There’s an unspoken code among entrepreneurs and investors in the Valley to not speak publicly about one another’s investments or companies (we save all the shit-talk for F2Fs in bars and coffee shops, or over Signal). The premise? If someone takes a chance and is brave enough to put a product out there, then we shouldn’t criticize them.
It’s time to relook at this. Why? Because the code is based on weak principles. It’s like being told by a professional athlete that you shouldn’t criticize them because you’ve never been a top sports figure. Or hearing from your favorite chef that your opinion on their food is irrelevant because you don’t know the first thing about fine dining. This same sort of argument has prevented many from outlets from practicing accountable journalism in recent years.
But stunted discussions don’t move needles. Instead we need candid conversations about bad products and capital ventures that make no sense when held to the light of Silicon Valley’s modus operandi: building products to change the world. Thousands of companies receive seed funding every quarter that shouldn’t, because they’re designing products that make absolutely no sense. Here are just a few recent companies that lost investors billions of dollars with products that solve (at least on their surface) nothing:
- JUICERO — $118.5M RAISED
Does the world really need a Wi-Fi-enabled $700 Keurig-like juicer? What problem does squeezing bags of juice into cups solve? Perhaps the most shocking bit, aside from the amount of capital the company raised, is the caliber of talent that worked on this product. Malachy Moynihan, who ran product development for Amazon Echo, was the chief product officer of the ill-fated company. The money and brainpower poured into this thing should have been used valuably elsewhere.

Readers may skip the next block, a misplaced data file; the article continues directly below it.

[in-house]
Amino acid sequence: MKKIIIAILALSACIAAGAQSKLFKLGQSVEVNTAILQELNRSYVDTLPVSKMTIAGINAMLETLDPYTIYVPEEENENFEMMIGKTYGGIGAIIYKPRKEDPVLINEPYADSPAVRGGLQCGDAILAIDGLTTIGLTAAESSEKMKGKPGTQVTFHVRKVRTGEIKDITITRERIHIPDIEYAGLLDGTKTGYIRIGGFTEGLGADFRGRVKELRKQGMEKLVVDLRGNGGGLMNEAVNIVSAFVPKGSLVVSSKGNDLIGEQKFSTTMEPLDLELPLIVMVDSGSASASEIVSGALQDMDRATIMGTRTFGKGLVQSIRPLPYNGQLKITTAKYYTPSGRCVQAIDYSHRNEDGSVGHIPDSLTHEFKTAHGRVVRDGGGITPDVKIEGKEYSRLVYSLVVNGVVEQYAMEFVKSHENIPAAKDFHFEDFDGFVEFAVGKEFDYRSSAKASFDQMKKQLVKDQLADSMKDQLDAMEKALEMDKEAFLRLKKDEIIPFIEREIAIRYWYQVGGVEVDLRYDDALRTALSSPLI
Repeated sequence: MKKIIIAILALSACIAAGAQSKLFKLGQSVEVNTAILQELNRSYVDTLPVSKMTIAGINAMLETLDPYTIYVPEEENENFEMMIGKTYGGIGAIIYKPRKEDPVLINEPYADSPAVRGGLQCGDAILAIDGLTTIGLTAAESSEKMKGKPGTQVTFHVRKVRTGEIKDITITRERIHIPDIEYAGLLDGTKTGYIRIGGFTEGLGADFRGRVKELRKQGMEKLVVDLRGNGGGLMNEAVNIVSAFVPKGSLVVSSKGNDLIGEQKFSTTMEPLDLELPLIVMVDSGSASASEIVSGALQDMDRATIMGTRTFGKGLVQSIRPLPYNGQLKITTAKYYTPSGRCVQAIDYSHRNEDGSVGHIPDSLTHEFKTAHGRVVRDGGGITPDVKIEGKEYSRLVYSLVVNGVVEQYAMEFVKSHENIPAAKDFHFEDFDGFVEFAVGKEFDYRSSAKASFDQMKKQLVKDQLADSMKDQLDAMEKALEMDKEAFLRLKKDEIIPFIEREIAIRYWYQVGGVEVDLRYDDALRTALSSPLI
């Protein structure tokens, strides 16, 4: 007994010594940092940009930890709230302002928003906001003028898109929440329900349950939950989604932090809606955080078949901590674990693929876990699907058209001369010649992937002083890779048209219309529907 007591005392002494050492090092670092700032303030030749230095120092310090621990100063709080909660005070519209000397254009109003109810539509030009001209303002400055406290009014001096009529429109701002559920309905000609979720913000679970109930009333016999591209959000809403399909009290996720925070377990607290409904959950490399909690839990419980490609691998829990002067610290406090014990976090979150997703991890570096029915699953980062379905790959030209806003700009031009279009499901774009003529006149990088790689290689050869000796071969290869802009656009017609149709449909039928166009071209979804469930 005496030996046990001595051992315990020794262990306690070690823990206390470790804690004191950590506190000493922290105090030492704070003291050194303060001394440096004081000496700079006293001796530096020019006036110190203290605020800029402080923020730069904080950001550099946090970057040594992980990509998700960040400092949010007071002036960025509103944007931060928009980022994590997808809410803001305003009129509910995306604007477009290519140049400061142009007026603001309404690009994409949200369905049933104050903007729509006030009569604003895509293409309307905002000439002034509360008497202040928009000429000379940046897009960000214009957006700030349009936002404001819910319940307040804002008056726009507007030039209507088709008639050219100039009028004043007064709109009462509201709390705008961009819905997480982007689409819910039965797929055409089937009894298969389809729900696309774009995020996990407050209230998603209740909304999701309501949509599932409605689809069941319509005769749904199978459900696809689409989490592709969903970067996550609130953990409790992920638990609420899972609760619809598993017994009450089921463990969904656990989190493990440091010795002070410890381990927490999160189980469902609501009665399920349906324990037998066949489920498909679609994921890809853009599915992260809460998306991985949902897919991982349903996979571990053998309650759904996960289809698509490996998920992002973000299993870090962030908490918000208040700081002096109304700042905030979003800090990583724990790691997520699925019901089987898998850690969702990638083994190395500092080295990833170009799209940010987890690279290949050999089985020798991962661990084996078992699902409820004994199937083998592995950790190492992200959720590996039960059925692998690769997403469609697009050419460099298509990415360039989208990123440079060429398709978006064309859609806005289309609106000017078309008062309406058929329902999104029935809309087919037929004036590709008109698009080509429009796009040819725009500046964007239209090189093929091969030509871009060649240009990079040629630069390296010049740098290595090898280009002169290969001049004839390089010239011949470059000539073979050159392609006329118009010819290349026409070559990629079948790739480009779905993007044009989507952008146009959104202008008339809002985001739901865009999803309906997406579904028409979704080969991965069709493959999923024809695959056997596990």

2. YO — $1.5M RAISED
The Yo app, which gained notoriety a few years back for enabling users to send the word “yo” to each other, pitched itself as a potentially larger platform business. For a brief time, they introduced the ability to hail a cab with the app. The startup shot upward, drawing millions of users and becoming — albeit briefly — the No. 1 social networking app … before crashing and burning. Yo was a prime example of a company gaining user traction quickly, luring investors to overpay for a piece of the action.
3. OUTBOX — $5M RAISED
The post office has been in trouble for a long time — it loses billions of dollars each year. But is the answer a subscription service that intercepts your mail, scans it and makes consumption supposedly easier via … email? This is surely a problem already solved by auto-pay and having a recycle bin for throwing away last month’s Restoration Hardware catalog.
There are, of course, thousands of companies that fit a similar mold to the ones above. I have a heartfelt respect for every entrepreneur, especially as one who has been on the journey a few times myself. But if we are really going to market ourselves to the rest of the world as having a deep understanding of what consumers need, and serve as the supposed anointed ones fixing the world’s problems with tech, isn’t it time we start focusing our efforts where they’re most valuable?
The only way to do this is to hold each other accountable by having public conversations about our failures and our bad financings and by getting user feedback from outside of Silicon Valley. Accept the feedback and make startups better with even better solutions. To not talk about it and sweep it under the carpet is akin to being an ostrich while the world passes by.